Michael Crichton has come roaring back with an engaging, bookmark-biting historical thriller about one of his favorite subjects — dinosaurs ... Crichton thrives on stirring up historical and fictional events and characters, and that’s what makes this novel so rich. Besides real-life Cope and Marsh, a wonderfully rendered Wyatt Earp and brother Morgan ride into town; Robert Louis Stevenson makes a cameo, and so do some of the West’s most notorious outlaws. Through all the peril and suspense, readers will especially savor the dramatic changes in Johnson’s character as he grows quickly from snotty, immature jerk to hardened, heroic man. Dragon Teeth isn’t 'literary' fiction. Plain and simple, it’s Crichton fiction — a fun, suspenseful, entertaining, well-told tale filled with plot twists, false leads and lurking danger in every cliffhanging chapter.
...a fun and diverting romp through the Old West in search of dinosaur bones ... Dragon Teeth is filled with colorful Wild West characters, including Morgan and Wyatt Earp , and Crichton writes vividly, offering several suspenseful, racing passages ... The novel also touches on the debate between science and religion...But the best thing about Dragon Teeth might be the escape it affords us from such philosophical complexity.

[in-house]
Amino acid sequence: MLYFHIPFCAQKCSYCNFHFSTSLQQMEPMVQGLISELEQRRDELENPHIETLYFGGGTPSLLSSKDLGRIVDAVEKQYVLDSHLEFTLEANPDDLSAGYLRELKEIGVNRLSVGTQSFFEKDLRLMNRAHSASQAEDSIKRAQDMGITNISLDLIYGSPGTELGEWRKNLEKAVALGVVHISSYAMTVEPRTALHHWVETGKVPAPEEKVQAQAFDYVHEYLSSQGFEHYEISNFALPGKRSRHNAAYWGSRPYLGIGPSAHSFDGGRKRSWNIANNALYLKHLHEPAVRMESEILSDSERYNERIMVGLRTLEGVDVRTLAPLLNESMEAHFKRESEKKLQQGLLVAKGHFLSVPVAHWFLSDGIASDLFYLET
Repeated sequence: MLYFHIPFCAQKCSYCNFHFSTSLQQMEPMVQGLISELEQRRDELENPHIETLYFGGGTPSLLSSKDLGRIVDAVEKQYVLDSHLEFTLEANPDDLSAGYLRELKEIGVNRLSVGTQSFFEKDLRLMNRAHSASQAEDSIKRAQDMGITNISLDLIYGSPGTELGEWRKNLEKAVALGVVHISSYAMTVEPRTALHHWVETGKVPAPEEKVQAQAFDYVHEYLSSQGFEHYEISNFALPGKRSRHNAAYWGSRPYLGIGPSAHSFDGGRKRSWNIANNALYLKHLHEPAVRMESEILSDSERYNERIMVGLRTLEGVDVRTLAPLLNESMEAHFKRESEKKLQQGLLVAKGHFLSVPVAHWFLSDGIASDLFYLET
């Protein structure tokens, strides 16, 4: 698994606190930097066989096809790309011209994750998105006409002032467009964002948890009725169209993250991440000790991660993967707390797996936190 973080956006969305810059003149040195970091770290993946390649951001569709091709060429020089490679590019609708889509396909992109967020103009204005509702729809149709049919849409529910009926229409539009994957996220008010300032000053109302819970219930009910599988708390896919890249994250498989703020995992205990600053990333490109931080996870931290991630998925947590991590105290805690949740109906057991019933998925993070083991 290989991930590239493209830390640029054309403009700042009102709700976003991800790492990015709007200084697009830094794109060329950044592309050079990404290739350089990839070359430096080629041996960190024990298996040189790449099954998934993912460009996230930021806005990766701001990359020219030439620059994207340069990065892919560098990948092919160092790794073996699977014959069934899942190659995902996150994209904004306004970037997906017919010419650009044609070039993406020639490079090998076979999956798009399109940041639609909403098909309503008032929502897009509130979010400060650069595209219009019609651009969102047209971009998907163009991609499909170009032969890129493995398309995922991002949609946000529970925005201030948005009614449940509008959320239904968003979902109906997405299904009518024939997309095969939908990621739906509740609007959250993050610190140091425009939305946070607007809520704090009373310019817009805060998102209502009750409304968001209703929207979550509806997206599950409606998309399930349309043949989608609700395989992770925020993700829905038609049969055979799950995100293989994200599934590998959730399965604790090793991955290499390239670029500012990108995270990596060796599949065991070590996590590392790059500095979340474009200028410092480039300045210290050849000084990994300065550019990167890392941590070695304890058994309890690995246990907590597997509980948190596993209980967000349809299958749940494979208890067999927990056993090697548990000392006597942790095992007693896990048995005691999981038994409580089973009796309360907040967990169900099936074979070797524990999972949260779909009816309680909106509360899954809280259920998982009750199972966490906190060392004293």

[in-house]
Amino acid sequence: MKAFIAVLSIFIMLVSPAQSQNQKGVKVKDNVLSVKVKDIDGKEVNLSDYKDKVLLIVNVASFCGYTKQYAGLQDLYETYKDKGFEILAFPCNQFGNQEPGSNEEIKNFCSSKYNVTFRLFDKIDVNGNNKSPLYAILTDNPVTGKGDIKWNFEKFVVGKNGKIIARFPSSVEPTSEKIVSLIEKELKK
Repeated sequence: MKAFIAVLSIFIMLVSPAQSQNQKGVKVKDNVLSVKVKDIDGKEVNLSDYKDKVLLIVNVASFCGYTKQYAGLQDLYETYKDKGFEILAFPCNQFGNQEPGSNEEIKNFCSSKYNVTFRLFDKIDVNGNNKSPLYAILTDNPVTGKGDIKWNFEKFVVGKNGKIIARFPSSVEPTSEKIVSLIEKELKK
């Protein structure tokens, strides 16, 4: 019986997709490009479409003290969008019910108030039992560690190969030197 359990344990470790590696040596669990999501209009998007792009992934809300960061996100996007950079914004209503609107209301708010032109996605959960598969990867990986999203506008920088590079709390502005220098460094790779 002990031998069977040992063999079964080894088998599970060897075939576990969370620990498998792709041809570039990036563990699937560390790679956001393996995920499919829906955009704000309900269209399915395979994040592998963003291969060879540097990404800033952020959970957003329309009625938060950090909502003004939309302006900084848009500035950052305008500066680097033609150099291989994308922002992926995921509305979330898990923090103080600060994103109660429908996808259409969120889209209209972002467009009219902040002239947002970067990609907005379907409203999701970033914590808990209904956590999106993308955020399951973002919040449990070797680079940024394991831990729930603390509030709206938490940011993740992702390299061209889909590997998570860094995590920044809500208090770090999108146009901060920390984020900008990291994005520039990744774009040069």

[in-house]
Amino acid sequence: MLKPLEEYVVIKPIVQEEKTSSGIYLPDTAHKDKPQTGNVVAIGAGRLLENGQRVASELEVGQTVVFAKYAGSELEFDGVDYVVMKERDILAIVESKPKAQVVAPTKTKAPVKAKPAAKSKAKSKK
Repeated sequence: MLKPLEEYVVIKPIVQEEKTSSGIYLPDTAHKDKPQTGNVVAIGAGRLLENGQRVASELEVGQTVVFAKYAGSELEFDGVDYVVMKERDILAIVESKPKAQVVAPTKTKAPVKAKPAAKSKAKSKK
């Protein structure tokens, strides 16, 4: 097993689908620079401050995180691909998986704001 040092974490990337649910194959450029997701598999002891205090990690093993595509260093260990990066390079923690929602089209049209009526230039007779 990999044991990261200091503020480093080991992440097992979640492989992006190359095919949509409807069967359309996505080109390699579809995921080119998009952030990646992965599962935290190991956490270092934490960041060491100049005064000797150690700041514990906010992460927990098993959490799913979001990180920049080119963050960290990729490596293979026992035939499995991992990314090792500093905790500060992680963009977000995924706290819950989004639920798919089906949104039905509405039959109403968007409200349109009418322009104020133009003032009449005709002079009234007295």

It’s all very Tintin Goes West, the kind of adolescent adventure novel where a minor character succumbs to his fate with the last words, 'Damn Indians…Unfortunately, Dragon Teeth will offer little to Jurassic Park junkies. Even William’s accidental discovery of a set of Brontosaurus bones—the titular 'teeth of dragons'—become little more than a MacGuffin in a protracted, Yojimbo-esque stage piece set in the town of Deadwood. On to the next mosquito. Dragon Teeth has no bite.